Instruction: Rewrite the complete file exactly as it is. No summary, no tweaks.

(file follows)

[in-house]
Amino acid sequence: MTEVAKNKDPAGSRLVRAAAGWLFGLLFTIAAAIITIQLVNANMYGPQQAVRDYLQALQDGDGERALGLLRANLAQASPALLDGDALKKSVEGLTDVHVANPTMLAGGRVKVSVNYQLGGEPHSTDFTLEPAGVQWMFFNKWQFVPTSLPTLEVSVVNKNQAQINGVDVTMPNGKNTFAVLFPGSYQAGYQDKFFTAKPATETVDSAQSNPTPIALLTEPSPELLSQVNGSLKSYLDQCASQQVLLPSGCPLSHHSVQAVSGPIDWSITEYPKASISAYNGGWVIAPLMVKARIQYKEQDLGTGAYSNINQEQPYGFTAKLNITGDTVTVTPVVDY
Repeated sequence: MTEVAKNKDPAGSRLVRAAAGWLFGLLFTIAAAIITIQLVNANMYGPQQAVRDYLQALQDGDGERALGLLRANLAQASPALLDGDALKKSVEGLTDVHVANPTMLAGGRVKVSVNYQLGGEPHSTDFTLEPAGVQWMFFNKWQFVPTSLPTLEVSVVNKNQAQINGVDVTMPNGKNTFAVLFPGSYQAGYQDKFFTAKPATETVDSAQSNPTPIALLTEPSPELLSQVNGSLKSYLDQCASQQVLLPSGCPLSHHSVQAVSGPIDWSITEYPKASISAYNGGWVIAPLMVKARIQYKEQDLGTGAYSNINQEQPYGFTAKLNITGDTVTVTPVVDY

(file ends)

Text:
[in-house]
Amino acid sequence: MTEVAKNKDPAGSRLVRAAAGWLFGLLFTIAAAIITIQLVNANMYGPQQAVRDYLQALQDGDGERALGLLRANLAQASPALLDGDALKKSVEGLTDVHVANPTMLAGGRVKVSVNYQLGGEPHSTDFTLEPAGVQWMFFNKWQFVPTSLPTLEVSVVNKNQAQINGVDVTMPNGKNTFAVLFPGSYQAGYQDKFFTAKPATETVDSAQSNPTPIALLTEPSPELLSQVNGSLKSYLDQCASQQVLLPSGCPLSHHSVQAVSGPIDWSITEYPKASISAYNGGWVIAPLMVKARIQYKEQDLGTGAYSNINQEQPYGFTAKLNITGDTVTVTPVVDY
Repeated sequence: MTEVAKNKDPAGSRLVRAAAGWLFGLLFTIAAAIITIQLVNANMYGPQQAVRDYLQALQDGDGERALGLLRANLAQASPALLDGDALKKSVEGLTDVHVANPTMLAGGRVKVSVNYQLGGEPHSTDFTLEPAGVQWMFFNKWQFVPTSLPTLEVSVVNKNQAQINGVDVTMPNGKNTFAVLFPGSYQAGYQDKFFTAKPATETVDSAQSNPTPIALLTEPSPELLSQVNGSLKSYLDQCASQQVLLPSGCPLSHHSVQAVSGPIDWSITEYPKASISAYNGGWVIAPLMVKARIQYKEQDLGTGAYSNINQEQPYGFTAKLNITGDTVTVTPVVDY